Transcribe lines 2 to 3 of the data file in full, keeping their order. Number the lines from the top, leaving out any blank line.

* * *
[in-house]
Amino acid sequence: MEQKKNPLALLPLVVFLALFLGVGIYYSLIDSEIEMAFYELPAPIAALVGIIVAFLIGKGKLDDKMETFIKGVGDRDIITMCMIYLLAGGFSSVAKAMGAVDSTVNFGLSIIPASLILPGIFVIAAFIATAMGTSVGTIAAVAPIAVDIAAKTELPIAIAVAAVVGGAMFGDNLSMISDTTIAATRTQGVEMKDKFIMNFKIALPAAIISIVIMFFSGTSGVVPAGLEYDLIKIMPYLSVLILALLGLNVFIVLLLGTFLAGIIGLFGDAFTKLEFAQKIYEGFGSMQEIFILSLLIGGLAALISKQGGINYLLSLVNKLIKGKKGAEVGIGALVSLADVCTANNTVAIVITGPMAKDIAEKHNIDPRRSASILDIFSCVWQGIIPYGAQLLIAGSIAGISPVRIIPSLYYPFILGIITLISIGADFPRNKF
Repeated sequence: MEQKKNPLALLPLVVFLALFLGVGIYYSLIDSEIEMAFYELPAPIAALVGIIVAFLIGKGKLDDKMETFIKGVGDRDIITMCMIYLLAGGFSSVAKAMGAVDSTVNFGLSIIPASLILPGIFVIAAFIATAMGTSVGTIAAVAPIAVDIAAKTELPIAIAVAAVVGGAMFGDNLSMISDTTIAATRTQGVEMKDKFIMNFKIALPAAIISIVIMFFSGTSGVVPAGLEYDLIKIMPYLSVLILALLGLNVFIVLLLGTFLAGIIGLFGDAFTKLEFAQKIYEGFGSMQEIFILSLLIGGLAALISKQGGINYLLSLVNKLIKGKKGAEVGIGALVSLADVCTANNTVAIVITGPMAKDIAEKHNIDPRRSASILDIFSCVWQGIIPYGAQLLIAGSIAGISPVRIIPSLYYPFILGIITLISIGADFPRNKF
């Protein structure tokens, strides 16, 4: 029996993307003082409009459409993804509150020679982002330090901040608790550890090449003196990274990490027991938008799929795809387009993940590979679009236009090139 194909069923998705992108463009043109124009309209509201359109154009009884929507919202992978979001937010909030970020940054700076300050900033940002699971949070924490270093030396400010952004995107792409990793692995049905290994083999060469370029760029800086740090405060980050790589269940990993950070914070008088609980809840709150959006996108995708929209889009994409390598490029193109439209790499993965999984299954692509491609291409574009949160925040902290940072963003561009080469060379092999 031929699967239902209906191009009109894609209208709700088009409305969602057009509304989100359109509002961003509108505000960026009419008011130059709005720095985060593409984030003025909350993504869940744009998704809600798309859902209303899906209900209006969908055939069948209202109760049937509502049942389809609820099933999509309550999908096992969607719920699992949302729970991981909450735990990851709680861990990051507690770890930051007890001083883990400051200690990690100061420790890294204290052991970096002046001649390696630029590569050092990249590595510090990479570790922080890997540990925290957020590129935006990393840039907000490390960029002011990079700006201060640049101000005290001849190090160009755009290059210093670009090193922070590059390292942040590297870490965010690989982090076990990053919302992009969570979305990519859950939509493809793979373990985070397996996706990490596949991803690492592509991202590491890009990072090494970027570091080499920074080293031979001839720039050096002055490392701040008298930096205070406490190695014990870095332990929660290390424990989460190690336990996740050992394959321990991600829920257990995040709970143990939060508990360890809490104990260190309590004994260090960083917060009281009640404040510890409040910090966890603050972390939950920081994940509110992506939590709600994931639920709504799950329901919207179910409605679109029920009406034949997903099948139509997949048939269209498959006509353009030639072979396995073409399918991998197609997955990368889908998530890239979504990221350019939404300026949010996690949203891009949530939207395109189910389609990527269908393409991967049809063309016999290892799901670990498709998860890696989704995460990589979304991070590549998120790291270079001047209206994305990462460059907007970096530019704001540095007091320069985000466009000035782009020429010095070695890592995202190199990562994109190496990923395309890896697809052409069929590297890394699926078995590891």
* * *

Amino acid sequence: MEQKKNPLALLPLVVFLALFLGVGIYYSLIDSEIEMAFYELPAPIAALVGIIVAFLIGKGKLDDKMETFIKGVGDRDIITMCMIYLLAGGFSSVAKAMGAVDSTVNFGLSIIPASLILPGIFVIAAFIATAMGTSVGTIAAVAPIAVDIAAKTELPIAIAVAAVVGGAMFGDNLSMISDTTIAATRTQGVEMKDKFIMNFKIALPAAIISIVIMFFSGTSGVVPAGLEYDLIKIMPYLSVLILALLGLNVFIVLLLGTFLAGIIGLFGDAFTKLEFAQKIYEGFGSMQEIFILSLLIGGLAALISKQGGINYLLSLVNKLIKGKKGAEVGIGALVSLADVCTANNTVAIVITGPMAKDIAEKHNIDPRRSASILDIFSCVWQGIIPYGAQLLIAGSIAGISPVRIIPSLYYPFILGIITLISIGADFPRNKF
Repeated sequence: MEQKKNPLALLPLVVFLALFLGVGIYYSLIDSEIEMAFYELPAPIAALVGIIVAFLIGKGKLDDKMETFIKGVGDRDIITMCMIYLLAGGFSSVAKAMGAVDSTVNFGLSIIPASLILPGIFVIAAFIATAMGTSVGTIAAVAPIAVDIAAKTELPIAIAVAAVVGGAMFGDNLSMISDTTIAATRTQGVEMKDKFIMNFKIALPAAIISIVIMFFSGTSGVVPAGLEYDLIKIMPYLSVLILALLGLNVFIVLLLGTFLAGIIGLFGDAFTKLEFAQKIYEGFGSMQEIFILSLLIGGLAALISKQGGINYLLSLVNKLIKGKKGAEVGIGALVSLADVCTANNTVAIVITGPMAKDIAEKHNIDPRRSASILDIFSCVWQGIIPYGAQLLIAGSIAGISPVRIIPSLYYPFILGIITLISIGADFPRNKF